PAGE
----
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PowerWare Ransomware Abuses PowerShell, Office Macros

A new fileless ransomware family has been discovered, which abuses Windows’ PowerShell for nefarious activities, a novel approach to ransomware, Carbon Black researchers warn.

A new fileless ransomware family has been discovered, which abuses Windows’ PowerShell for nefarious activities, a novel approach to ransomware, Carbon Black researchers warn.

Dubbed PowerWare, this piece of malware is being delivered via a more traditional method, namely macro-enabled Microsoft Word documents, but it no longer writes malicious files to disk, as most ransomware does. Instead, it calls for PowerShell, a core utility of current Windows systems, to perform malicious operations, thus attempting to blend in with more legitimate computer activity.

Ransomware has evolved over the past several months to become one of the biggest threats to both consumers and enterprises, courtesy of families such as CryptoWall, Locky, and Teslacrypt. Ransomware is often delivered via malicious emails and via Exploit Kits, and cybercriminals appear determined to employ new techniques to make their malware more efficient.

Most recently, ransomware started attacking hospitals, and PowerWare first emerged in a campaign targeting a healthcare organization, Carbon Black researchers reveal. The ransomware is delivered via malicious Word documents that use embedded macros to spawn “cmd.exe” on the target computer, which in turn calls PowerShell to download and run the PowerWare code.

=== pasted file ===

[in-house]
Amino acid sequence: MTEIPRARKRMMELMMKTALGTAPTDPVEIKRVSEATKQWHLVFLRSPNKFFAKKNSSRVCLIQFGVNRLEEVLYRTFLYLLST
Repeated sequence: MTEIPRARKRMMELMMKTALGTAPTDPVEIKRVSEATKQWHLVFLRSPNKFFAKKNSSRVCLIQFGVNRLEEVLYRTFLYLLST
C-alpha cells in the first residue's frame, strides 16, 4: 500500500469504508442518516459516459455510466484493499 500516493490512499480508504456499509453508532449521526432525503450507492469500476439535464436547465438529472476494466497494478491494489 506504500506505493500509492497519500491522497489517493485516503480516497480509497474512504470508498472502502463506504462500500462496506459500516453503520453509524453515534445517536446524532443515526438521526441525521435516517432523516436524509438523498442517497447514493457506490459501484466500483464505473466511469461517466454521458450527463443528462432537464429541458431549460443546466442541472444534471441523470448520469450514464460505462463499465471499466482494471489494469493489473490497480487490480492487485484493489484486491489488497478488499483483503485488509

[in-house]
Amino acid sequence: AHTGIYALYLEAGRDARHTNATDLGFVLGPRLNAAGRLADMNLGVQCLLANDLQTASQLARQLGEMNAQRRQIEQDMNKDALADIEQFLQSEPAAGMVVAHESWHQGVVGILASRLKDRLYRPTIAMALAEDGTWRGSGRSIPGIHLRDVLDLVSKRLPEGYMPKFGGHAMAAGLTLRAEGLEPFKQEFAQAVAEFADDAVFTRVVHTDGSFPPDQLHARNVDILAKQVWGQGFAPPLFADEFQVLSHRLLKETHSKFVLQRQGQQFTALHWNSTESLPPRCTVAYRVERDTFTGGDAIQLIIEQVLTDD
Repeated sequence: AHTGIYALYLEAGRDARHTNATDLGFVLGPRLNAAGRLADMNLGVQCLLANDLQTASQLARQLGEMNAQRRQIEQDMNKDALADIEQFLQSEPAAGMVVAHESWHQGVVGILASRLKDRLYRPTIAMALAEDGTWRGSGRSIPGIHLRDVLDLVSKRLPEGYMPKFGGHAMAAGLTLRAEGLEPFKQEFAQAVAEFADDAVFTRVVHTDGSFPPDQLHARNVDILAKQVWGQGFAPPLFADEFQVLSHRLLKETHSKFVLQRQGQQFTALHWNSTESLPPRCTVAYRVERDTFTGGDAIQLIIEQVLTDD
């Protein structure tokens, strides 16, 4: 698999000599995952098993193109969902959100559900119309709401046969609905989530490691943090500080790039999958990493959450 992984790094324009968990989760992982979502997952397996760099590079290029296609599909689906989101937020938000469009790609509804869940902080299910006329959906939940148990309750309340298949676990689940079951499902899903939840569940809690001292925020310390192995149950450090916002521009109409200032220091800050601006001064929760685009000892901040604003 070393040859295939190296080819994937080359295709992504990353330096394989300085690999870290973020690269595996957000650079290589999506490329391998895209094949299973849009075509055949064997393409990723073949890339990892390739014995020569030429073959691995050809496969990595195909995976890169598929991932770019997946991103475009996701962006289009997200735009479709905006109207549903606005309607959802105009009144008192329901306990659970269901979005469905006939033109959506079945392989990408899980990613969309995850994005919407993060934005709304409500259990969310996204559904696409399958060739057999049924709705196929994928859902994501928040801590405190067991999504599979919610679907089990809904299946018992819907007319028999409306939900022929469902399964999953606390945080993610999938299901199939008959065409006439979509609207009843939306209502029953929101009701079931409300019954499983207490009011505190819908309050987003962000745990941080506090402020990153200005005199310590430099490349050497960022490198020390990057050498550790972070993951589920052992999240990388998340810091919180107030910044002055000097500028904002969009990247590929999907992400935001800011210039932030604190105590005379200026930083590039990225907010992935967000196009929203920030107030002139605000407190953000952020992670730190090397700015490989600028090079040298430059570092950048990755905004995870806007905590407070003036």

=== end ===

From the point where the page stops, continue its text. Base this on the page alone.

Researchers noticed that, as soon as the user enables the macros to run in the malicious document, cmd.exe spawns and launches two instances of PowerShell, one to download the ransomware script, and the second to start with the script as input. The script generates random numbers for the encryption key and for the UUID assigned to the endpoint.

The script also sends the information to the attacker controlled host via HTTP, and does that in plain text, an approach that actually creates an operational weakness. Basically, users who have a full capture packet solution can analyze the traffic to identify the right domain and IP info and retrieve the encryption key.

After communicating with the command and control server, the script encrypts files that have specific extensions (it can encrypt a broad range of file formats, the researchers found out). The ransomware also includes an HTML file in every folder with encrypted files, providing users with information on how they can regain access to their files and demanding a $500 ransom (which doubles after two weeks).

While PowerWare’s behavior is different from that of popular ransomware families out there, the use of PowerShell to perform file encryption on compromised systems is not new, but was observed in 2014 by Sophos researchers analyzing a piece of Russian ransomware. Cybercriminals have been abusing PowerShell in other malware as well, with the most recent example being PowerSniff.

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